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 “Do you think this is meant to be Professor McGonagall?”


 “It’s a very striking likeness.”

 Ginny looked up from her Charms homework to see what Luna was talking about, but found that Luna wasn’t in her seat any longer. In fact, Luna had apparently vanished entirely from their table in the corner of the library.

 Ginny frowned and looked around for Luna, but couldn’t see anyone else in the library besides Hermione scribbling away at a seven foot roll of parchment with intense concentration, a table all to herself and her leaning towers of textbooks, and a table of sixth year Ravenclaws whispering amongst each other as though trying to decide whether or not to risk their lives snatching a book from Hermione’s hoard. They’d been at this for an hour now and Hermione’s mood hadn’t lightened any, which meant that Ron and Lavender must have done something particularly cutesy today and the safe window the Ravenclaws were waiting for wasn’t going to appear anytime soon.

 Ginny opened her mouth to call out to Luna, wherever she’d managed to vanish to in the time it took a person to blink, but then she noticed that Colin, who was sitting across from her with his own Charms homework spread over their table, was peering underneath the table.

 Luna was sitting on the floor, cross-legged beneath their table, her homework abandoned on the table above her. She beamed at Ginny half-joining her and Colin in this new, yet-to-be-explored world she’d discovered instead of working. Then she pointed at the underside of the table.

 “Doesn’t that look like Professor McGonagall?” Luna said.

 Ginny shifted to lean down as far as she could without leaving her seat, then squinted to get a look at what Luna was talking about. The underside of the library tables usually didn’t have much beside carved initials and the rare pieces of gum that made it past Madam Pince, but somebody had apparently – scandalously, incredibly – found the time and courage to draw a detailed picture of Professor McGonagall in her animagus form.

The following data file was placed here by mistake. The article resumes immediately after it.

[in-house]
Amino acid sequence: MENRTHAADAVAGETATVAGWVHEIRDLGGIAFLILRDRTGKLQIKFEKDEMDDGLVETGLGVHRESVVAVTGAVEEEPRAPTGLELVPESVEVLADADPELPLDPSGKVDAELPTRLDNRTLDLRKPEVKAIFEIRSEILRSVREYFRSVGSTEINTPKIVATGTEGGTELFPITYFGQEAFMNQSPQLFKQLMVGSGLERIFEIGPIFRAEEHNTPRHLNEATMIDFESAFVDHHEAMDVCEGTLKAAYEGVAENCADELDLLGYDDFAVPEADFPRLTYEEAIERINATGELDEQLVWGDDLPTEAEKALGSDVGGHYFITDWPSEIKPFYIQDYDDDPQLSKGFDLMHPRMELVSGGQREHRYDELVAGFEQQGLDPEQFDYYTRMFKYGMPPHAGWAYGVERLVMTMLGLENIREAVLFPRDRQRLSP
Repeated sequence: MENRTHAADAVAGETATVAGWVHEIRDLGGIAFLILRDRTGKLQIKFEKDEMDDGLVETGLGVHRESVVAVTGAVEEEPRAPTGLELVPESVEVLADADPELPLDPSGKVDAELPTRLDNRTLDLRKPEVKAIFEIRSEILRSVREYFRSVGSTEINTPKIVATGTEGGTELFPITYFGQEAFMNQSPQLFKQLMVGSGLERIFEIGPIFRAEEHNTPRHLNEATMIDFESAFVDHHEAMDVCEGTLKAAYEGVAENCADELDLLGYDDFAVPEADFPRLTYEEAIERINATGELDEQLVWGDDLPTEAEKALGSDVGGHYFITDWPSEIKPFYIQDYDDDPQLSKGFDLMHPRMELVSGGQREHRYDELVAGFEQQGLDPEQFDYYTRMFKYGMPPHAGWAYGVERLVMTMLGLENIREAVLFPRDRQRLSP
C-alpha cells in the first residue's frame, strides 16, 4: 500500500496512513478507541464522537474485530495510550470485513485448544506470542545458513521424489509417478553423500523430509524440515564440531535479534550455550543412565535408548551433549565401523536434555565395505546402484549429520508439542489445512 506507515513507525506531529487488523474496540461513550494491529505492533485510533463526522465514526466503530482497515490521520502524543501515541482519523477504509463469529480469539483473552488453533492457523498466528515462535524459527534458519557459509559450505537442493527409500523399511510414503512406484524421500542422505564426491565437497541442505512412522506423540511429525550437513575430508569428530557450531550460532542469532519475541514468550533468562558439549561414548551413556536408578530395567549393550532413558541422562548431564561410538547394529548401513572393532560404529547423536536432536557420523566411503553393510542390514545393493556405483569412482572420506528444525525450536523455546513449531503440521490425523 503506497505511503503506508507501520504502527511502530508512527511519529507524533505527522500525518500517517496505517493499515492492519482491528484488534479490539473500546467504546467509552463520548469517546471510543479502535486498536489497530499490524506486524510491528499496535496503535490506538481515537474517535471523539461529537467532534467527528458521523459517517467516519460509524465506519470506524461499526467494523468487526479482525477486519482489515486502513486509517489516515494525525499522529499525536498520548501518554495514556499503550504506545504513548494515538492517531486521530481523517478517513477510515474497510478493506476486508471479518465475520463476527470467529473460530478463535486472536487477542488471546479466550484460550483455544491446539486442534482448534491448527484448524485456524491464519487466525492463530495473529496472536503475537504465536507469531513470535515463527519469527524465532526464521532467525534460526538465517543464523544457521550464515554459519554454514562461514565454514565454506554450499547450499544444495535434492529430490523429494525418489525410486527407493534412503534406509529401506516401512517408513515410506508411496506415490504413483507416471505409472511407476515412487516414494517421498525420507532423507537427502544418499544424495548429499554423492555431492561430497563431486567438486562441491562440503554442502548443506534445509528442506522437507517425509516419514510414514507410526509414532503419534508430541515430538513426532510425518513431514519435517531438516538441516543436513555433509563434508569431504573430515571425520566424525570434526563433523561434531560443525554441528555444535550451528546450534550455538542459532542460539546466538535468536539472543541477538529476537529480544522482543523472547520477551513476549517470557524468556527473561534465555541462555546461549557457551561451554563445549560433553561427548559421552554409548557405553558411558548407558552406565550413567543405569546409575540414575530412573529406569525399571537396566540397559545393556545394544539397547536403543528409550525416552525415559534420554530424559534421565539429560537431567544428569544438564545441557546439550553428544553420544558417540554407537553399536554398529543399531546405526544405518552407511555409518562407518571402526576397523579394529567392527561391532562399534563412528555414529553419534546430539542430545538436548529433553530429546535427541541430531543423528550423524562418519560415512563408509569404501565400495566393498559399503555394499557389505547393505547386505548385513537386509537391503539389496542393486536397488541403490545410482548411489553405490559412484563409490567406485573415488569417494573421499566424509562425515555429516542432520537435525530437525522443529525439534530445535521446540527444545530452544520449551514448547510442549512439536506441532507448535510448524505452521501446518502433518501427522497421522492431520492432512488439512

It was very clearly McGonagall too, not just because it was a very well-drawn tabby cat with square markings around the eyes, but because it bore a striking, lifelike likeness to the witch. It had a very formidable stare for a cat, and an even more formidable stare for an unmoving drawing underneath a library desk.

 “It does look like Professor McGonagall,” Colin said, delighted, wriggling around in his seat to grab his camera and get a picture of the artwork. Once he had his camera, he flopped down on the ground next to Luna’s knees to get a good angle.



 “Sorry, Miss! Won’t happen again!” Colin promised to the out-of-sight librarian, completely unrepentant, wriggling back into his seat with his prize in hand and a grin on his face. “I’m gonna show this to Dennis, he’ll love it.”

 Luna, meanwhile, remained on the floor, staring up at the drawing on the underside of the desk. 

 “Colin,” she said. “Can I borrow one of your markers?”

 “Sure,” Colin said, without question. He reached into his bag for a permanent marker and passed it to Luna, who immediately uncapped it and reached up to put it to the desk’s underside.

 “Wow, we’re living the rebellious life today,” Ginny said, putting her arms and head down on the empty chair beside her to watch. “Who even cares about that Charms problem set due tomorrow anyway?”